Another approach is that of pitting one cult against another. This can be done by asking your friend to consider the fact that other religious groups (i.e. other cults which the cult in question would actually reject) forbid, or strongly discourage, their members from reading literature critical of it. With this fact established the question can then be asked: "If we are in agreement that the groups we have just mentioned are false cults, how will their members ever know the errors which exist within their organisation/church etc. if they are not allowed to read anything critical of it? Can we agree that, rather than protecting their members from "the lies of Satan" etc., the group is keeping its members in a system which itself is actually the liar?" It can then be asked (sensitively): "Is it therefore possible that the group which you are involved with is one of these groups? If they say "No" ask them how will they ever know if they refuse to look at literature which claims to expose it?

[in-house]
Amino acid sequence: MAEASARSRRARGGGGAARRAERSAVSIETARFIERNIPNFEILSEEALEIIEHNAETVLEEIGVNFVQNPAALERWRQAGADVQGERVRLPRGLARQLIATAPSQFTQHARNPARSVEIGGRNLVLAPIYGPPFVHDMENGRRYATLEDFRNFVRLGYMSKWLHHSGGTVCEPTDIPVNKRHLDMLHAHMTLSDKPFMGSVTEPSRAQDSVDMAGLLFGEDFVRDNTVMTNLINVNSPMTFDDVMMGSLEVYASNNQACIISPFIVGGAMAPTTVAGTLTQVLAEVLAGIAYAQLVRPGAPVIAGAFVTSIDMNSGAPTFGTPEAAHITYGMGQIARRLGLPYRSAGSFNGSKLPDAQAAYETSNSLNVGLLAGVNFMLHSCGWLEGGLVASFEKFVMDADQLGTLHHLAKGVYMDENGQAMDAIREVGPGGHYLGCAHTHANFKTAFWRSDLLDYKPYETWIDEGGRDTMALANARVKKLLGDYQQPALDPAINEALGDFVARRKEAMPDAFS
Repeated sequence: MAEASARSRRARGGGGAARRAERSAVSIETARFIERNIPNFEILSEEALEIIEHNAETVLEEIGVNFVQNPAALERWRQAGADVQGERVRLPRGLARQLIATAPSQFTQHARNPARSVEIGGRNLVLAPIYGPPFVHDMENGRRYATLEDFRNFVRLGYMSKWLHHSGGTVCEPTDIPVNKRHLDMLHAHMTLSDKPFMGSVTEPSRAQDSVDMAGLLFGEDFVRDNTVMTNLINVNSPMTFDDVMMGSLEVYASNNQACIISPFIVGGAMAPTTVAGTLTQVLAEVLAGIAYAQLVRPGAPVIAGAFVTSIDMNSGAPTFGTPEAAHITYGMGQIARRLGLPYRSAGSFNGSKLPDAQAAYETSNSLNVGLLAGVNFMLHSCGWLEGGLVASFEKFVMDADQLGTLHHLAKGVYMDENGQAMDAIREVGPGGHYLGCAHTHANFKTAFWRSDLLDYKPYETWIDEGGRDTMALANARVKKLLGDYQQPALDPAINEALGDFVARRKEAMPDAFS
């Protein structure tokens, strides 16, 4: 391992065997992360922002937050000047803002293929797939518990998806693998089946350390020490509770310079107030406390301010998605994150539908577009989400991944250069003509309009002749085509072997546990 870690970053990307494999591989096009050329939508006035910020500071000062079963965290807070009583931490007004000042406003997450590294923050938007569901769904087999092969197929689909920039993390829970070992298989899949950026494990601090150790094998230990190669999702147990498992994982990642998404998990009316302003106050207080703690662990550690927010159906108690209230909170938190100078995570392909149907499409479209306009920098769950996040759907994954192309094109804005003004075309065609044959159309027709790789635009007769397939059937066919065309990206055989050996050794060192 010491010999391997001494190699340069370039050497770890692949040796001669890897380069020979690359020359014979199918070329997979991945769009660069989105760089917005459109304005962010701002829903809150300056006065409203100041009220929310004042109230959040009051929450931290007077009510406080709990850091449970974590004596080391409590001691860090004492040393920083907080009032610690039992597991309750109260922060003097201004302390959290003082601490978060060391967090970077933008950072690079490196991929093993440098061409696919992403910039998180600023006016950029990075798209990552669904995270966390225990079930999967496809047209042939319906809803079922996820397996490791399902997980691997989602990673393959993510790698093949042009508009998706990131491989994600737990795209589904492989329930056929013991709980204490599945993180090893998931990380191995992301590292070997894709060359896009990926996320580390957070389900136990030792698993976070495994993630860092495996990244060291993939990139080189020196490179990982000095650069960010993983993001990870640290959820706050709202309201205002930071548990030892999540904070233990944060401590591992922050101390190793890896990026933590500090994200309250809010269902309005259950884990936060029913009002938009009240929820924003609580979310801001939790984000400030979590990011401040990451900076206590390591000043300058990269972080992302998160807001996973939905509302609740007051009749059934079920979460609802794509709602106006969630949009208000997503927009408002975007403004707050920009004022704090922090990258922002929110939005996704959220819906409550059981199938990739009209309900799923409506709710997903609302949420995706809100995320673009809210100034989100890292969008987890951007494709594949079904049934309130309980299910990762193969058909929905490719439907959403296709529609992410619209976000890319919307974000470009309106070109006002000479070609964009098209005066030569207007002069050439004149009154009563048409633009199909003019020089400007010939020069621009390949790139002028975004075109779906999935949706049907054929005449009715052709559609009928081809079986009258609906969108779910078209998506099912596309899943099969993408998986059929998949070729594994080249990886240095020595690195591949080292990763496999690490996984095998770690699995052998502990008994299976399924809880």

Having the Right Attitude is Vital